Reactions from: Ofer Fridman, Maxime Audinet, and Aurelio Insisa (online)


Chiyuki Aoi, Professor, GraSPP/SCERU


Panelist bios (in alphabetical order):

Chiyuki Aoi, Ph.D, is Professor of International Security at the Graduate School of Public Policy, the University of Tokyo. She also serves as a member of the Editorial Board of Defence Strategic Communications, the official journal of NATO Strategic Communications Centre of Excellence. Since June 2022, she directs the Strategic Communications Education and Research Unit (SCERU), established at GraSPP with support from the European Union. Since 2022, she is Associate Fellow at King’s Centre for Strategic Communications.

In August 2018, she was elected a member of the Shinzo Abe administration Council on Security and Defense Capabilities. 
Aoi holds a Ph.D from Columbia University in New York and has over five years of professional experience in two United Nations agencies. From 2008 to 2009, she was Visiting Research Fellow at the Department of War Studies, King’s College London, and from 2019 to 2020 Visiting Professor there.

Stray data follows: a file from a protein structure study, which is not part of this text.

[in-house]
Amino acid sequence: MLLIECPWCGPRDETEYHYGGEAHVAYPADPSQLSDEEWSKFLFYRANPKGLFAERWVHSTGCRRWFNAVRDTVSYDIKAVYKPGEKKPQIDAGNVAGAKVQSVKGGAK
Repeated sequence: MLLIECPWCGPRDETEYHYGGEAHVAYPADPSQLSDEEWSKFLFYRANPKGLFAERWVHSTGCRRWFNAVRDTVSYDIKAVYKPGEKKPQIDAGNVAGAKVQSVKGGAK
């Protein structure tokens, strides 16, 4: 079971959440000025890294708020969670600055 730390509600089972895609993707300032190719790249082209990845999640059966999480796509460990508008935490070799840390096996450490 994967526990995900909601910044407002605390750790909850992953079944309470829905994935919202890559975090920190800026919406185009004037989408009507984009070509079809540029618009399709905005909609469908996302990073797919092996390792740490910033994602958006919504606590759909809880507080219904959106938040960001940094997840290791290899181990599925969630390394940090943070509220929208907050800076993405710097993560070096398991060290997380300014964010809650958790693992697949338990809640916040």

She has published books and journal articles in both English and Japanese, including in Defence Strategic Communications, RUSI Journal, International Affairs (in Japanese) and Journal of Military History (in Japanese). She has directed the compilation of several Japanese-government-commissioned research reports, and served in advisory capacities in numerous think-tank and international organization research projects. Her new book in Japanese, Strategic Communications, will be published from Nikkei Business Publishing in October 2022.

Dr. Maxime Audinet has been a Research Fellow at the Institute for Strategic Research (IRSEM, Paris) since December 1, 2020. He holds a PhD in Political science and Slavic studies from Paris Nanterre University, where he currently teaches at the department of Slavic studies.